Last holiday season, for example, United Airlines flew two 66-seat planes into the local airport. This year, the airline is flying one 66-seat plane and one 50-seat plane into the valley. That’s a 12 percent reduction at a peak travel time.
“It’s a layer cake. If you take what I said about airline schedules and school schedules, and layer on that reduction… that gets picked up by the forecast models and pushes fares up,” Moffett explained.
Kent Myers, consultant to the RTA, agrees that reductions in inventory will continue to influence airfares as airlines revamp their planes. “Over time that make an impact,” he said.

Airfare trends

 Myers said that he hasn’t noticed a significant increase in airfares this year over last, but they are all over the place—especially in Colorado.
“It’s a little challenging this year, especially in Colorado, because people in my opinion are a little skittish about the snow. That’s another factor. The airlines are seeing softness in December across the board,” Myers said.
He believes that travelers are waiting to see what the weather does in December, and the airlines are doing the same. It makes them cautious about offering discounted rates.
“The airlines are kind of picking and choosing where they know they’re going to have high demand days and holding on to those in the hopes, I think, that the snow comes out in good shape,” Myers continued.
The exception to that appears to be American Airlines, which both Myers and CBMR have credited with offering fare sales and discounted rates. “American is in a different arena. They’re in bankruptcy so the rules change for them,” Myers said.
But neither Myers nor Moffett have observed that holiday rates are significantly higher than last year. “We’re really not seeing newsworthy changes in [fares into the Gunnison Airport]. Overall, fare levels compare to last year,” Moffett said.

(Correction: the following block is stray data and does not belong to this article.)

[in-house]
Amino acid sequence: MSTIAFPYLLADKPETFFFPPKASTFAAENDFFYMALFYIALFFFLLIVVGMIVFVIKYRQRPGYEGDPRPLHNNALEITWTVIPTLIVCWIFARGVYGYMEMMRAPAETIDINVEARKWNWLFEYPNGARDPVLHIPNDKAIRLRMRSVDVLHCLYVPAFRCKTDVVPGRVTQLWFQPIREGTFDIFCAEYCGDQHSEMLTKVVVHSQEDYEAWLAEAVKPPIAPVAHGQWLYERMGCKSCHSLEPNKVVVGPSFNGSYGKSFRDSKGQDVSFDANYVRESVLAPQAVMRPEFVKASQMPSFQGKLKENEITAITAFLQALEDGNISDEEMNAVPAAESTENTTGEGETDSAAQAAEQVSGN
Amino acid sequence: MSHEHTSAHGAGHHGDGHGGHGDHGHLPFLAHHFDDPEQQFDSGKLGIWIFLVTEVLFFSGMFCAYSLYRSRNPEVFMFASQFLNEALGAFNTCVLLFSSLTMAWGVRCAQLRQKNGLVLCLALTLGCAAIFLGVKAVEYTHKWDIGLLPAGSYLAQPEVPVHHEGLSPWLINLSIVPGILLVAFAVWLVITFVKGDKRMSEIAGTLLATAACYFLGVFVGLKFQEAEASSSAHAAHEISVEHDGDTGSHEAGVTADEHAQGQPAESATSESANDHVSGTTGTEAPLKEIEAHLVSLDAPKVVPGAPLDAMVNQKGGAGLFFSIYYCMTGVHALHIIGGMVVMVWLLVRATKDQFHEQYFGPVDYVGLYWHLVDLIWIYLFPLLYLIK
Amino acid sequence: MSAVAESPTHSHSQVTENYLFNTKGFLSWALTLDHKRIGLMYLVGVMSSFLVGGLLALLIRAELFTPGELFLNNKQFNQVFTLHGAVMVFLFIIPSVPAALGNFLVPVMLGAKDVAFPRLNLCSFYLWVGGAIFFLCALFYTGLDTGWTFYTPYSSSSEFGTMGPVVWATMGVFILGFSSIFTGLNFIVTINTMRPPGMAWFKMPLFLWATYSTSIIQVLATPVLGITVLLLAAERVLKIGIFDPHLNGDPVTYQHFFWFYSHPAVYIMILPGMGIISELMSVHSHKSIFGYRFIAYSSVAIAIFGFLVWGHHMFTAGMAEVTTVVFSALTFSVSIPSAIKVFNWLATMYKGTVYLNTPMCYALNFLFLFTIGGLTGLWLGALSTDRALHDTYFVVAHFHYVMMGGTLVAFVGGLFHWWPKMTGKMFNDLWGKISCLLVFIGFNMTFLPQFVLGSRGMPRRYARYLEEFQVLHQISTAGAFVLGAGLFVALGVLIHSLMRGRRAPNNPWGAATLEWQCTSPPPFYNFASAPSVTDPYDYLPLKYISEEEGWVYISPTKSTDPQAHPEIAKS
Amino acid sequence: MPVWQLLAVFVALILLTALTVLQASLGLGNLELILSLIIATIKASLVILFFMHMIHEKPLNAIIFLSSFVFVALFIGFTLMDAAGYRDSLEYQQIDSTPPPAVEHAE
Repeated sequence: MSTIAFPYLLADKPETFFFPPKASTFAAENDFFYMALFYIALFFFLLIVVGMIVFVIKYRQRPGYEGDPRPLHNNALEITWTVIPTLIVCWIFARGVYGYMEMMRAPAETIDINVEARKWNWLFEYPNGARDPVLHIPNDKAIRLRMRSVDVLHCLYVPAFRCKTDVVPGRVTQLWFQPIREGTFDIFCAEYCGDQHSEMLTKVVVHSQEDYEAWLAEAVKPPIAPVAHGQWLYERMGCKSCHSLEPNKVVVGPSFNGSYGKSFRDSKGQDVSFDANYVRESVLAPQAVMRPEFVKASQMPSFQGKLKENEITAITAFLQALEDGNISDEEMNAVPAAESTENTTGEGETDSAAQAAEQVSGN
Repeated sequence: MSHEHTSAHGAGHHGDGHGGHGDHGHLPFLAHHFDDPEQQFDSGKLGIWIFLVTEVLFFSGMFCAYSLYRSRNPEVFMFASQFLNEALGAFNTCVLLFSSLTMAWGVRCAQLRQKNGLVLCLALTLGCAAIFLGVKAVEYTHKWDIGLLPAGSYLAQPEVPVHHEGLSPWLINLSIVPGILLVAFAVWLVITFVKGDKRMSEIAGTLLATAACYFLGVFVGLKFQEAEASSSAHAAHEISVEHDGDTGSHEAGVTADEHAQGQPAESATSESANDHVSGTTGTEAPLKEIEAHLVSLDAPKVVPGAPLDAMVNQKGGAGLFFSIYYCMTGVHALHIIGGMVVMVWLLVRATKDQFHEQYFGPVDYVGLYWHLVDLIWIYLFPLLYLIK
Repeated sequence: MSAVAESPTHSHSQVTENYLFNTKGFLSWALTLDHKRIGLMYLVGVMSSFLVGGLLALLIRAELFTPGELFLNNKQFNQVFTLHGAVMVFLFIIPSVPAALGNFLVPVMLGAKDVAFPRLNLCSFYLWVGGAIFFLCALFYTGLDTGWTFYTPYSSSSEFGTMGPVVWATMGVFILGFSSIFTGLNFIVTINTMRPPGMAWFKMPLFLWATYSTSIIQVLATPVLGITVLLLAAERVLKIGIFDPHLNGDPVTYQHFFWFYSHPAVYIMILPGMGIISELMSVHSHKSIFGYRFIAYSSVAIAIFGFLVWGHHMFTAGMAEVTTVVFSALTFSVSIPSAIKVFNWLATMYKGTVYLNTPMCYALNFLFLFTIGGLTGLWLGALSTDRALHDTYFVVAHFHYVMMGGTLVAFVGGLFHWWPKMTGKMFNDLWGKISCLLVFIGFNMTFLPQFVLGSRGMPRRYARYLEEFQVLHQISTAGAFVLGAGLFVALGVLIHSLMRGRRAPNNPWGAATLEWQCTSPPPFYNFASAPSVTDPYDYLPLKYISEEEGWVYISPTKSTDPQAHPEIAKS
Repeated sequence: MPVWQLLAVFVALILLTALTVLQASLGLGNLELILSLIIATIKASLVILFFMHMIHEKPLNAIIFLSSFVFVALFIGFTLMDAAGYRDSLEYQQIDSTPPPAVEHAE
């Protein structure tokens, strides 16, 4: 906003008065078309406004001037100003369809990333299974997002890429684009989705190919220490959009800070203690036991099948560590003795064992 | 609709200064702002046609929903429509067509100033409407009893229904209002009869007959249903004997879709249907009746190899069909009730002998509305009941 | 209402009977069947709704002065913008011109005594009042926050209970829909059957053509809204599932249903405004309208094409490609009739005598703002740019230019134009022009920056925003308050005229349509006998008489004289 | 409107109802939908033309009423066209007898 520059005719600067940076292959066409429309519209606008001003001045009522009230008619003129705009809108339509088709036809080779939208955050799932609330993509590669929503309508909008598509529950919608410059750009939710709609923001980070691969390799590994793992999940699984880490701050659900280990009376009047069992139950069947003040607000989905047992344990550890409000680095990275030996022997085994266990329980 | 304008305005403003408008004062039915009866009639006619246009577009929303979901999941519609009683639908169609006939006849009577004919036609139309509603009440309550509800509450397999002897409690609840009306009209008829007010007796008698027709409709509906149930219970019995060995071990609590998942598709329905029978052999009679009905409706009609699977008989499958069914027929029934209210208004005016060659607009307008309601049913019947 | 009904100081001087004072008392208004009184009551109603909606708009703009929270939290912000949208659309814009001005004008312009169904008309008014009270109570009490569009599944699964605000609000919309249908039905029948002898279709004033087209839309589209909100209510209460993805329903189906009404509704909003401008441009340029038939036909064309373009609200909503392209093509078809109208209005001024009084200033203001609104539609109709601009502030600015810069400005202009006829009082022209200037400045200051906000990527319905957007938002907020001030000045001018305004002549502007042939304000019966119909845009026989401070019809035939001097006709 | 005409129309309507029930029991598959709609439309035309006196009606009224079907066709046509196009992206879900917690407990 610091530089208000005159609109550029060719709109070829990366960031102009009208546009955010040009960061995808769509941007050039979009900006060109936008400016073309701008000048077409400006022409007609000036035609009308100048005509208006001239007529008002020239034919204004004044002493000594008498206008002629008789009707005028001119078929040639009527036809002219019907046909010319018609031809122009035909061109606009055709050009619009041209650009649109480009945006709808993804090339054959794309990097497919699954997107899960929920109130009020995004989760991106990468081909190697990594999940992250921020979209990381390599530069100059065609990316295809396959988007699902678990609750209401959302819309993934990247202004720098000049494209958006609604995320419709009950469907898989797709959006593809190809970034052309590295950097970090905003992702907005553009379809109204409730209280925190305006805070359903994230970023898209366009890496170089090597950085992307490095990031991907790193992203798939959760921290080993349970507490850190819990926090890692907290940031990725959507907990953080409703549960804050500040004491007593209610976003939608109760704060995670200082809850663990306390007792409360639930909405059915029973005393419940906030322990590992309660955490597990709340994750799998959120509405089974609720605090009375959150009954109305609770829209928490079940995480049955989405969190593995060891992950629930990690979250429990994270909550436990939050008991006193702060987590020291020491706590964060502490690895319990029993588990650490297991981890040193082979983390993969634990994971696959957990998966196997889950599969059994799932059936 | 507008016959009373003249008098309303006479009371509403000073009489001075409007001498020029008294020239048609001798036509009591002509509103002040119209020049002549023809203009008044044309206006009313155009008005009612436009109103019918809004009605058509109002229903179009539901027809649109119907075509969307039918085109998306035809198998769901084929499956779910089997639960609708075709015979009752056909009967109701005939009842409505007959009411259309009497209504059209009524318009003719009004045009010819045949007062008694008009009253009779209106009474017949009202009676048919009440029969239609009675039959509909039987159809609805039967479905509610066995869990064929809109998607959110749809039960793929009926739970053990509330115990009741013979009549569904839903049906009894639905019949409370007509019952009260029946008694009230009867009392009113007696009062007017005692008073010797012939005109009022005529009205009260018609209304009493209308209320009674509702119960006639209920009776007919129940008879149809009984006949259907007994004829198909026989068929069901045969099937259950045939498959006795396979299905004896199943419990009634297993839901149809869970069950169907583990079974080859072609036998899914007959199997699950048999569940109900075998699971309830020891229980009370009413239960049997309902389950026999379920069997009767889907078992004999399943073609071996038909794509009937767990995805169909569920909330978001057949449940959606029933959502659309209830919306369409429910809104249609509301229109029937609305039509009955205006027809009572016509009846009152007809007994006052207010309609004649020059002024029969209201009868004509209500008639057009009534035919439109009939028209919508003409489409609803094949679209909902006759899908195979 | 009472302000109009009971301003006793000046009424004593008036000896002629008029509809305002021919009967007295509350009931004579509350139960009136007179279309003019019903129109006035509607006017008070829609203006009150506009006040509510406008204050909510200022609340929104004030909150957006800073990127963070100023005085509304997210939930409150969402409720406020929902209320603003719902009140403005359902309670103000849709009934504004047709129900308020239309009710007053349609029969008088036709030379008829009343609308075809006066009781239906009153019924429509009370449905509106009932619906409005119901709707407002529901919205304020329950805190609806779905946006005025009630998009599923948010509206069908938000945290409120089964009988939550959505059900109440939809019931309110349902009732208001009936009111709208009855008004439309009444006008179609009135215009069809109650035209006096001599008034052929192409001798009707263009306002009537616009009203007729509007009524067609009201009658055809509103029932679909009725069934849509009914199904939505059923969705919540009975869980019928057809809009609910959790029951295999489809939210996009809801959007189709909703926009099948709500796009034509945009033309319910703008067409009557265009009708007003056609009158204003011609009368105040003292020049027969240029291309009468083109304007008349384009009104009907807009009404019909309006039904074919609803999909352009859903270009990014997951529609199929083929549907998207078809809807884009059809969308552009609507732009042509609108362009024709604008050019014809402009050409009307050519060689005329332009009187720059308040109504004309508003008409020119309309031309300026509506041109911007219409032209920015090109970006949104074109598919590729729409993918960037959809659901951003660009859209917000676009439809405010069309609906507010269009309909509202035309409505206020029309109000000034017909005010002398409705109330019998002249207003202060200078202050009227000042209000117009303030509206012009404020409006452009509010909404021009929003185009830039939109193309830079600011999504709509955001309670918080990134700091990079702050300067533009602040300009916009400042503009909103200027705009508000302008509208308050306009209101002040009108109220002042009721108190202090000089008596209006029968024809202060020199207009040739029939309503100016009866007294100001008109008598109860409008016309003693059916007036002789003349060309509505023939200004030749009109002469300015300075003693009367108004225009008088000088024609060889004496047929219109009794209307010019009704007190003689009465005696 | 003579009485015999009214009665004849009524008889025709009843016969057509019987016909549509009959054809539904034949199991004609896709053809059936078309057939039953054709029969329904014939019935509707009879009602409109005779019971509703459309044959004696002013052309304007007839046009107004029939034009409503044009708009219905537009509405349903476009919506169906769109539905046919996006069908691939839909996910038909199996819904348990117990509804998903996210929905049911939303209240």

So while second homeowners with restricted travel dates may be feeling the pinch, the typical resort traveler who stays for anywhere from four to seven days can still find competitive rates.

Locals’ fares

Another traveler seeing some change this season is the local traveler. United Airlines is in the process of changing its locals’ fare, and American Airlines has added a locals’ fare to its roster for the first time.
According to Moffett, United is transitioning the local’s fare from Crested Butte Vacations to its website. The airline noticed that travelers in ski resort communities were using the fare to get to Denver and then changing to airlines like Frontier. Now, the fare will be offered to travelers who stay with United for their connecting flights.
It’s part of the airline’s overarching strategy to increase revenues, according to Moffett. The airline continues to struggle since its merger with Continental. According to an article in the Denver Post, the airline posted losses that totaled $103 million in the first three quarters of 2012.
“They don’t have a crystal ball that tells them this is ultimately in their best interest, but they have done a lot of homework and they’re convinced this is a prudent business decision on their part,” Moffett said. “They understand they are competing with the drive to Denver market, and we’ve tried to make that point many times and as clear as possible. So they’re trying to embrace that Gunnison local and get them to start their trip on United Airlines and do entire trips with United Airlines.”
American Airlines is also offering a locals’ fare to its schedule. Travelers can fly to Dallas and connect to American hubs like Chicago, Los Angeles and LaGuardia for discounted rates. Fares will vary, but as an example, a trip to LaGuardia through Dallas was available for just over $400. Travelers should call Crested Butte Vacations at 349-2287 for information on specific fares.